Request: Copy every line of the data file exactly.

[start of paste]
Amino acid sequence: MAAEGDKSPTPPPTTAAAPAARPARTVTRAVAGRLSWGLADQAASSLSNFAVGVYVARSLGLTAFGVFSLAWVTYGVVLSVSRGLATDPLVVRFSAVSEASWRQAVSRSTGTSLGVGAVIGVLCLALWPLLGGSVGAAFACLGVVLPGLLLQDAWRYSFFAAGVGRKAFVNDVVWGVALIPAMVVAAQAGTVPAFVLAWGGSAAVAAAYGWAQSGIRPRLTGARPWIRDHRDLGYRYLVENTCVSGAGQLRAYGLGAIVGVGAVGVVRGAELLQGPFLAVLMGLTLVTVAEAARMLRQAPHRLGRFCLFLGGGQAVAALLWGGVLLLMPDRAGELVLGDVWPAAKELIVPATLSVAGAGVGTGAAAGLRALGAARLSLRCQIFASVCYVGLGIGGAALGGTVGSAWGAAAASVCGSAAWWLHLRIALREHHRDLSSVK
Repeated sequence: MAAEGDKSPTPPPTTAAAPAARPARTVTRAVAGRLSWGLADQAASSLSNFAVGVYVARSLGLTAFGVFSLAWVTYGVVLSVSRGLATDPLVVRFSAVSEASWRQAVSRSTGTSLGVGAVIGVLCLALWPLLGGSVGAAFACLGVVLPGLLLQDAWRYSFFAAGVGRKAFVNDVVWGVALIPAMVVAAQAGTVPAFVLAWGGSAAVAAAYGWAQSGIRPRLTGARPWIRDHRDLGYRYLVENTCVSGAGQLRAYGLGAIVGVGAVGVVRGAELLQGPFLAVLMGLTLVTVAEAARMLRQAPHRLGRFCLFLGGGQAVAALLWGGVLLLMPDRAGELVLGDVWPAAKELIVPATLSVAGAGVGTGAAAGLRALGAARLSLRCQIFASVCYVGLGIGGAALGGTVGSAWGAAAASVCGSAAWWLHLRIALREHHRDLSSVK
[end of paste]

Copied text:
Amino acid sequence: MAAEGDKSPTPPPTTAAAPAARPARTVTRAVAGRLSWGLADQAASSLSNFAVGVYVARSLGLTAFGVFSLAWVTYGVVLSVSRGLATDPLVVRFSAVSEASWRQAVSRSTGTSLGVGAVIGVLCLALWPLLGGSVGAAFACLGVVLPGLLLQDAWRYSFFAAGVGRKAFVNDVVWGVALIPAMVVAAQAGTVPAFVLAWGGSAAVAAAYGWAQSGIRPRLTGARPWIRDHRDLGYRYLVENTCVSGAGQLRAYGLGAIVGVGAVGVVRGAELLQGPFLAVLMGLTLVTVAEAARMLRQAPHRLGRFCLFLGGGQAVAALLWGGVLLLMPDRAGELVLGDVWPAAKELIVPATLSVAGAGVGTGAAAGLRALGAARLSLRCQIFASVCYVGLGIGGAALGGTVGSAWGAAAASVCGSAAWWLHLRIALREHHRDLSSVK
Repeated sequence: MAAEGDKSPTPPPTTAAAPAARPARTVTRAVAGRLSWGLADQAASSLSNFAVGVYVARSLGLTAFGVFSLAWVTYGVVLSVSRGLATDPLVVRFSAVSEASWRQAVSRSTGTSLGVGAVIGVLCLALWPLLGGSVGAAFACLGVVLPGLLLQDAWRYSFFAAGVGRKAFVNDVVWGVALIPAMVVAAQAGTVPAFVLAWGGSAAVAAAYGWAQSGIRPRLTGARPWIRDHRDLGYRYLVENTCVSGAGQLRAYGLGAIVGVGAVGVVRGAELLQGPFLAVLMGLTLVTVAEAARMLRQAPHRLGRFCLFLGGGQAVAALLWGGVLLLMPDRAGELVLGDVWPAAKELIVPATLSVAGAGVGTGAAAGLRALGAARLSLRCQIFASVCYVGLGIGGAALGGTVGSAWGAAAASVCGSAAWWLHLRIALREHHRDLSSVK